Michael A. Resnick, NSBA’s Associate Executive Director for Federal Advocacy and Public Policy noted, “That option simply passes the buck to the federal agency to define what would still be a difficult to administer expenditure-based comparability system and would still result in the various unintended consequences cited in our report. There are far better approaches to ensure that all Title I students are receiving effective teachers and adequate educational resources.”

NSBA’s report was praised by the AASA, The American Association of School Administrators.

“NSBA’s report clearly shows that Congress needs to reject this provision and focus on supporting local efforts that will add to the resources needed for education rather than spending resources on bookkeeping and other adjustments that really aren’t on target to reach the intended goal,” said Bruce Hunter, AASA’s  Associate Executive Director for Advocacy, Policy and Communications.

Joetta Sack-Min|June 6th, 2013|Categories: Board governance, Educational Legislation, Elementary and Secondary Education Act, Federal Advocacy, Federal Programs, Governance, School Boards, Student Achievement|Tags: , , , |

Congress takes first steps toward ESEA reauthorization

Democrats in the U.S. Senate introduced their bill to overhaul the No Child Left Behind Act, and the National School Boards Association’s advocacy team is hopeful that efforts to reauthorize the massive K-12 law could progress this summer.

“In conversations with key staff members, it’s clear they are eager to move a bill through the committee in short order” said Michael A. Resnick, the Associate Executive Director for Federal Advocacy and Public Policy at NSBA. “But some of the philosophical divide will need to be resolved.”

A key issue will be the role of the federal government in education policy, in addition to assessments and other accountability measures.

The Senate bill was introduced by Sen. Tom Harkin, the chairman of the Health, Education, Labor and Pensions (HELP) Committee, and co-sponsored by the Democratic members of the committee. The ranking Republican member of that committee, Sen. Lamar Alexander, is expected to offer the Republicans’ version of the ESEA reauthorization when the bill is marked-up in committee. NSBA is currently addressing the legislation. The Democrats’ bill, called the Strengthening America’s Schools Act, which is more than 1,100 pages long and the Republicans” bill, the “Every Child Ready for College and Career Act,” is less detailed at 200 pages.

The reauthorization of the Elementary and Secondary Education Act is now six years overdue and each attempt to overhaul the massive federal education law has floundered in Congress.

Members of the House education committee also have recently told NSBA’s lobbyists that they plan to introduce an ESEA reauthorization bill, Resnick said.

On May 21, members of the House Education and the Workforce Committee queried U.S. Secretary of Education Arne Duncan at a hearing on the Obama administration’s budget proposal. Duncan noted that the Department of Education is committed to working with Congress to get an ESEA reauthorization completed this year.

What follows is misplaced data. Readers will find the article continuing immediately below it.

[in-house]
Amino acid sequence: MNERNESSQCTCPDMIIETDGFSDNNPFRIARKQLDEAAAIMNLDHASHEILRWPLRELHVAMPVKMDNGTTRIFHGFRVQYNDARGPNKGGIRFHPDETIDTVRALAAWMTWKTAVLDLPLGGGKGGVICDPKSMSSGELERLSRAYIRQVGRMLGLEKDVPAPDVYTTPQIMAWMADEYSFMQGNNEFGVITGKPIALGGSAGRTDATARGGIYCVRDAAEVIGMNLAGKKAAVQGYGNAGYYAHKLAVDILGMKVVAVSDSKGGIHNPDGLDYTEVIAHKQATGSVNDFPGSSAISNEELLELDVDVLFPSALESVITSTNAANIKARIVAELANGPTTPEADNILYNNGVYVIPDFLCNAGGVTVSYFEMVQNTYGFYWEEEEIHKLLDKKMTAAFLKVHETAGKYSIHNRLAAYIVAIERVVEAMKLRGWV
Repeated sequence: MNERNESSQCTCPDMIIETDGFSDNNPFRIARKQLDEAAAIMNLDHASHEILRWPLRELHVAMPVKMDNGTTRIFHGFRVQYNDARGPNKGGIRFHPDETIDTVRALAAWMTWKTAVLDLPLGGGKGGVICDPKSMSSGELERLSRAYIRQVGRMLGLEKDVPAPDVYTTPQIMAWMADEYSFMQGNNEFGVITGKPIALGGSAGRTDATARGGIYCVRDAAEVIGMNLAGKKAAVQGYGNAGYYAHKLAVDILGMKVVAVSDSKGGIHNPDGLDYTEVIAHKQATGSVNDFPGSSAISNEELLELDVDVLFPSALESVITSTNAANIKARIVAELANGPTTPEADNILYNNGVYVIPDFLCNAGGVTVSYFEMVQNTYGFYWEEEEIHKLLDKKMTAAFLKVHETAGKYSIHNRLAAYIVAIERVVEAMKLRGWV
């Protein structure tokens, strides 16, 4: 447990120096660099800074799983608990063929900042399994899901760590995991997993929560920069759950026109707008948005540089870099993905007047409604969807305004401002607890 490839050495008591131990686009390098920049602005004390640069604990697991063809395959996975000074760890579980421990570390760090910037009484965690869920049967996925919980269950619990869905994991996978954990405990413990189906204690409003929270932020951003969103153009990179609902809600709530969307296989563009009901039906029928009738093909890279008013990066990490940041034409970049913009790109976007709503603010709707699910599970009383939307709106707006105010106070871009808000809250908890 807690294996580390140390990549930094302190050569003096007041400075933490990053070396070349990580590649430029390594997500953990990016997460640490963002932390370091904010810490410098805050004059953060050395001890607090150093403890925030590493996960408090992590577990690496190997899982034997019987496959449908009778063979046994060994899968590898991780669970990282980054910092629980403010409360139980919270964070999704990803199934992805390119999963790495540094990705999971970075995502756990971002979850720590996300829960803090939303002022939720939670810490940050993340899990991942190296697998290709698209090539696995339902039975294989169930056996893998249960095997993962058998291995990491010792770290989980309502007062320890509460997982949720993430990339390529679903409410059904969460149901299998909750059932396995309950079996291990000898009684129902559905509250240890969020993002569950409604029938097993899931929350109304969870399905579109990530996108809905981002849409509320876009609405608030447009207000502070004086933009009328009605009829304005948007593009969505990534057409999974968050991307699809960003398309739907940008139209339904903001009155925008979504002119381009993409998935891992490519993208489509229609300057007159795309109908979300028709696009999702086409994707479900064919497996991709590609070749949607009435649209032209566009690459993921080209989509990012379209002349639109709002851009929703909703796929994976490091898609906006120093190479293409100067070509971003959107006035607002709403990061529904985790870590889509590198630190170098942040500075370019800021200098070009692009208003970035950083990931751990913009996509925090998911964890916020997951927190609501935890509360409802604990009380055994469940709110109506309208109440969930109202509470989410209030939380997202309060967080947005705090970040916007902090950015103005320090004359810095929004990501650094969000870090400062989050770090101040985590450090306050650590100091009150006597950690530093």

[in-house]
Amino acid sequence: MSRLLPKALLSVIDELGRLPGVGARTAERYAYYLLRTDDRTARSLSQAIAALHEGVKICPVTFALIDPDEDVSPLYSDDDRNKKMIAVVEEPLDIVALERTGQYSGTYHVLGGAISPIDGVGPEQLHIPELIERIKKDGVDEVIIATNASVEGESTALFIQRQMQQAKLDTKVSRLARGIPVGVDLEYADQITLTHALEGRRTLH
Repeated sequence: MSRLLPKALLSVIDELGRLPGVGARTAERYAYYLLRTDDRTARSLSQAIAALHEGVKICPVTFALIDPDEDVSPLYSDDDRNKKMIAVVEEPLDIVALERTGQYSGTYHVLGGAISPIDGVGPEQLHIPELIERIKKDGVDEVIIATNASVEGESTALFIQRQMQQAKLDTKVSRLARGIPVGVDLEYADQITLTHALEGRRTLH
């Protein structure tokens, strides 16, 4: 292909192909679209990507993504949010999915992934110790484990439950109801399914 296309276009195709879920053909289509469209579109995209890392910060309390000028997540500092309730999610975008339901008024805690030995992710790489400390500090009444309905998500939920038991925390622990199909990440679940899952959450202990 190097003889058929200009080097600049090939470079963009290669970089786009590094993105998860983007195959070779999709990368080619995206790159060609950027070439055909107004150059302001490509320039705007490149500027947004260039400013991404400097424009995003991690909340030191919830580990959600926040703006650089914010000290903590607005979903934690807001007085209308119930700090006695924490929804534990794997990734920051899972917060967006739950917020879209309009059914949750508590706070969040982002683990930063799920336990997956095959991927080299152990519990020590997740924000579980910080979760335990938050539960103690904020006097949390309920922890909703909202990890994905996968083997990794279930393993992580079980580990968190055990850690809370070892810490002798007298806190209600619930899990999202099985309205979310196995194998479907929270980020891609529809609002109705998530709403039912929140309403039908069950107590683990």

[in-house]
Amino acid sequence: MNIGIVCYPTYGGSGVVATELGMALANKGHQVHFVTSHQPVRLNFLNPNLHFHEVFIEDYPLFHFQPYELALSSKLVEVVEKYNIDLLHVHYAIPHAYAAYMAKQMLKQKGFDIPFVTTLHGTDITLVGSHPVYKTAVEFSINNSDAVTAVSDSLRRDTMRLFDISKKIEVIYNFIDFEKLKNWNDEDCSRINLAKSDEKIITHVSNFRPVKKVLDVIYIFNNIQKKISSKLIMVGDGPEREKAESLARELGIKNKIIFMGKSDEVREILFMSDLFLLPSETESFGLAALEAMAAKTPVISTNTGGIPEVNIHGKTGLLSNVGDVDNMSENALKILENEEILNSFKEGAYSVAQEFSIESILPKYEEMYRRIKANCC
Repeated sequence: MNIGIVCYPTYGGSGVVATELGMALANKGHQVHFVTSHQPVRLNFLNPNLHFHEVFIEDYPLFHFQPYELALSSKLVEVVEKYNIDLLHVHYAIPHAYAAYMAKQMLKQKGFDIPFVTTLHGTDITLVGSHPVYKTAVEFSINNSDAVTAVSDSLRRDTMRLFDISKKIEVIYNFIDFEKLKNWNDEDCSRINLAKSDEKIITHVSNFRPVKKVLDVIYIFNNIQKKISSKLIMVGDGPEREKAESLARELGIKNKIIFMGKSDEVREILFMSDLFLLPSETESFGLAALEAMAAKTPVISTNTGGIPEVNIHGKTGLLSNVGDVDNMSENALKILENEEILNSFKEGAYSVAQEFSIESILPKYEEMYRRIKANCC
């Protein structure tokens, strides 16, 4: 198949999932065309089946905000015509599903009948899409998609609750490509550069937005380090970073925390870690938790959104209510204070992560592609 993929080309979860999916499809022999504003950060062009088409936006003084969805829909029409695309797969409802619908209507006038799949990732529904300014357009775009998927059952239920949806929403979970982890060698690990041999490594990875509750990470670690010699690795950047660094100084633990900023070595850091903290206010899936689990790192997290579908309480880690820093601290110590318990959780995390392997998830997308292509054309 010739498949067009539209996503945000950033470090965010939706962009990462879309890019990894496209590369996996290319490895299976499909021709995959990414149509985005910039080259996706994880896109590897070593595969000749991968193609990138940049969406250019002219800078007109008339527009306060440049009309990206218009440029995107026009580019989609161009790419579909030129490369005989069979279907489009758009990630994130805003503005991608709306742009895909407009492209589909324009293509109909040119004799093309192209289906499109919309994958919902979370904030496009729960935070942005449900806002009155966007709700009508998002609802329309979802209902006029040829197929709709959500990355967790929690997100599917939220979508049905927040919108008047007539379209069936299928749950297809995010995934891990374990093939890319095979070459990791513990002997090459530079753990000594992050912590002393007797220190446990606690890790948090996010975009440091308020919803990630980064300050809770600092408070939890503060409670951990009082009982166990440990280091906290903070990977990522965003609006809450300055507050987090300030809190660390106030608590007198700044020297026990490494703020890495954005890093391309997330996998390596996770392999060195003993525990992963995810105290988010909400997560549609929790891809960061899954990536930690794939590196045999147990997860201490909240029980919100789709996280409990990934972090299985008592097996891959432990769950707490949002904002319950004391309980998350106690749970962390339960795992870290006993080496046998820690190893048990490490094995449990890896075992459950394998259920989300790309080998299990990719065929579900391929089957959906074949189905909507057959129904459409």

At that hearing, some Republican members were more interested in questioning the secretary about his budget priorities, particularly President Obama’s initiative to greatly expand prekindergarten education. Some said the money would be better spent to fully fund the nation’s main special education law, the Individuals with Disabilities Education Act.

 

Joetta Sack-Min|June 6th, 2013|Categories: Educational Legislation, Elementary and Secondary Education Act, Federal Advocacy, Federal Programs, Governance, Legislative advocacy|Tags: , , |

NSBA’s President discusses the New NSBA and school board leadership on Education Talk Radio

David A. Pickler

David A. Pickler, President of the National School Boards Association and member of Tennessee’s Shelby County Board of Education, was a guest on Education Talk Radio for a two part interview. Pickler discussed the “New NSBA,” school board leadership, vouchers,  the Local School Board Governance and Flexibility Act, and his experiences and leadership on his local school board.

Listen to the interviews:

Part 1:

Listen to internet radio with EduTalk on BlogTalkRadio

Part 2:

Listen to internet radio with EduTalk on BlogTalkRadio
Alexis Rice|May 30th, 2013|Categories: Board governance, Federal Advocacy, Federal Programs, Legislative advocacy, NSBA Opinions and Analysis, Privatization, Public Advocacy, School Buildings, School Vouchers|Tags: , |

National school leadership organizations urge “adequate time” for Common Core implementation

States and school districts need adequate time, professional development, and the technical infrastructure to properly transition to the Common Core State Standards (CCSS) and the assessment requirements, the National School Boards Association (NSBA) and the major organizations representing school administrators say in a joint statement on the issue.